When we are sat meditating the object of this intention is often the breath. To sit and experience the breath as if for the first time is to alert our senses to where and how we feel the breath in our body. Its cool entry at our nose. The gentle rise and fall of our stomach. The subtle expansion of our chest. The sharpening of our senses brings us into the experience and roots us in the present moment. To expand this practice into other areas of our day and life supports our intention to be mindful.

The trick is taking this sensory experience and developing it in situations and environments that are familiar. This is a re-tuning of our senses. A conscious decision to notice. We may choose one particular sense to work with or simply remain open to what our senses reveal.

The very essence of this practice brings us into the moment, encouraging our presence within our current experience. In photography this can be explored as part of a mindful photography practice. Our intention within the practice is to notice the visual experience as if for the first time. And that is what we did!

Each student was encouraged to return to a location they had used before and to imagine that it was the first time that they had been there. Then to create some photos that represented that experience. Below you will see each student’s favourite photo from their mindful photography practice.

Homework – Acceptance

I finished by introducing the mindful attitude of Acceptance and then set the students homework around this challenging area. To find out how they got on call back next week!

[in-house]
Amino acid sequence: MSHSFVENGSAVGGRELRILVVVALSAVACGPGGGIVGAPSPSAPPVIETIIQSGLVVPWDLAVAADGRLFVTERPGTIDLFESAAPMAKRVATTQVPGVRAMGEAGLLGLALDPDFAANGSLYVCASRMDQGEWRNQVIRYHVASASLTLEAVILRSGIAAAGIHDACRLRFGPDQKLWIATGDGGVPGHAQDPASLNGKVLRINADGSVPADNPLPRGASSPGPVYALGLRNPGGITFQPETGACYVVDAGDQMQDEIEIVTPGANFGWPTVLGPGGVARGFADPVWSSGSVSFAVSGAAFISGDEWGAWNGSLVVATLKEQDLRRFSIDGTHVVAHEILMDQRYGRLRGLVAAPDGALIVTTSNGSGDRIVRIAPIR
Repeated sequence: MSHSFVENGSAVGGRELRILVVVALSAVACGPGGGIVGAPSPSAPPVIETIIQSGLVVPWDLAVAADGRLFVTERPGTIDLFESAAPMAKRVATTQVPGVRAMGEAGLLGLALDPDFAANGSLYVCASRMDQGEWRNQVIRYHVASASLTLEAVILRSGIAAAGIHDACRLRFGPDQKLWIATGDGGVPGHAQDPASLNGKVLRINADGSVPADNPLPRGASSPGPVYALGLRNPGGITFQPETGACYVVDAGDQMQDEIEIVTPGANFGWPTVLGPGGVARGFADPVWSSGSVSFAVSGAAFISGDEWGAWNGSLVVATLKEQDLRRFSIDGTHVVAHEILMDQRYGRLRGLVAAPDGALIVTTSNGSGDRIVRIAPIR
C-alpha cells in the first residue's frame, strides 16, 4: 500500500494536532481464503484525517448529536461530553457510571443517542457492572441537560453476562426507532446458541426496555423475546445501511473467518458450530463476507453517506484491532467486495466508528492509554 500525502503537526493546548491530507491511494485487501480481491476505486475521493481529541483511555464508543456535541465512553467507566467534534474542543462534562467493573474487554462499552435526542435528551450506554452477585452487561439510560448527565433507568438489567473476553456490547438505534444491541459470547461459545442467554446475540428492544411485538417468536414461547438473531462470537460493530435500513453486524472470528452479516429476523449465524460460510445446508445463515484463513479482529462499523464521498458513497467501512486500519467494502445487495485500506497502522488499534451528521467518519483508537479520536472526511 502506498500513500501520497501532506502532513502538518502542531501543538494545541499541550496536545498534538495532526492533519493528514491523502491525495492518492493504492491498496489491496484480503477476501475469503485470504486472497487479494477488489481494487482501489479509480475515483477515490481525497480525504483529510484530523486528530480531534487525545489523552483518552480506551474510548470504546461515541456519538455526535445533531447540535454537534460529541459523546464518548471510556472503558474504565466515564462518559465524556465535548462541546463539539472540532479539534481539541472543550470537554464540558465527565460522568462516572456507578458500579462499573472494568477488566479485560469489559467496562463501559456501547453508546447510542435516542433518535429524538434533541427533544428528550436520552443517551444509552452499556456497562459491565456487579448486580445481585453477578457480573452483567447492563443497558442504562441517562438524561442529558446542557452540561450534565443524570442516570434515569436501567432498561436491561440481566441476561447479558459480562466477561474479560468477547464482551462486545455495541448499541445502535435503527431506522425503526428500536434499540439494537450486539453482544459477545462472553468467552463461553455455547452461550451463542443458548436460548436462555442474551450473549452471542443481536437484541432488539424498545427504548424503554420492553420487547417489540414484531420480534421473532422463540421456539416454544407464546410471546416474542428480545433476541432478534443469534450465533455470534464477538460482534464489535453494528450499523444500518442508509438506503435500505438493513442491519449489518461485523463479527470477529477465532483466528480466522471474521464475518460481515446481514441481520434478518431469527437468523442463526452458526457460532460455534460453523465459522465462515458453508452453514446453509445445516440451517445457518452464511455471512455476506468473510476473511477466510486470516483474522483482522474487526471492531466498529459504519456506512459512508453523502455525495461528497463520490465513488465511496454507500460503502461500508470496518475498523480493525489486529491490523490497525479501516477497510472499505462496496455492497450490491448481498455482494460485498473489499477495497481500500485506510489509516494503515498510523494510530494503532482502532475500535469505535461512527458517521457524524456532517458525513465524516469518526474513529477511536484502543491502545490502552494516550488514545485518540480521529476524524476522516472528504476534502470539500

Mindful Photography Course – Week 6

Week 6 took us in to new territory! After a recap of what we had covered to date (Seeing and composing photographs) We started a new topic: Mindful Attitudes.

In 1990 when Jon Kabat-Zinn published his book Full Catastrophe Living (the backbone of the MBSR Course) he included 7 attitudes that help to underpin a mindful attitude to life. They were Non Judging, Beginner’s Mind, Patience, Acceptance, Trust, Non Striving and Letting Go. In later additions of the book he added more: Gratitude and Generosity.

I believe that there is one more essential attitude: intention

Intention

Intention is the commitment to turn up for yourself. Your intention is what sets you on the mindful path to developing your self awareness to find more ease, freedom, and peace. Intention is the doorway to those other mindful attitudes: non judging, patience, beginner’s mind, acceptance, non striving, letting go, trust, gratitude and generosity.

Making mindfulness an intention is a beginning. Intentions are found in the present, so just by making one, you have already accomplished what you set out to do. An intention cannot fail, because it happens right now. With an intention, there is no required result—we are simply connecting to our chosen course. “I’m just going to practice, and see what happens.” Therefore we invite curiosity, a sense of experimentation: “Well, this is interesting, I wonder what’s going to happen now?” Intention has strength, as its rooted in reality, but also suppleness—holding to an intention doesn’t mean our actions can’t change, based on what we discover.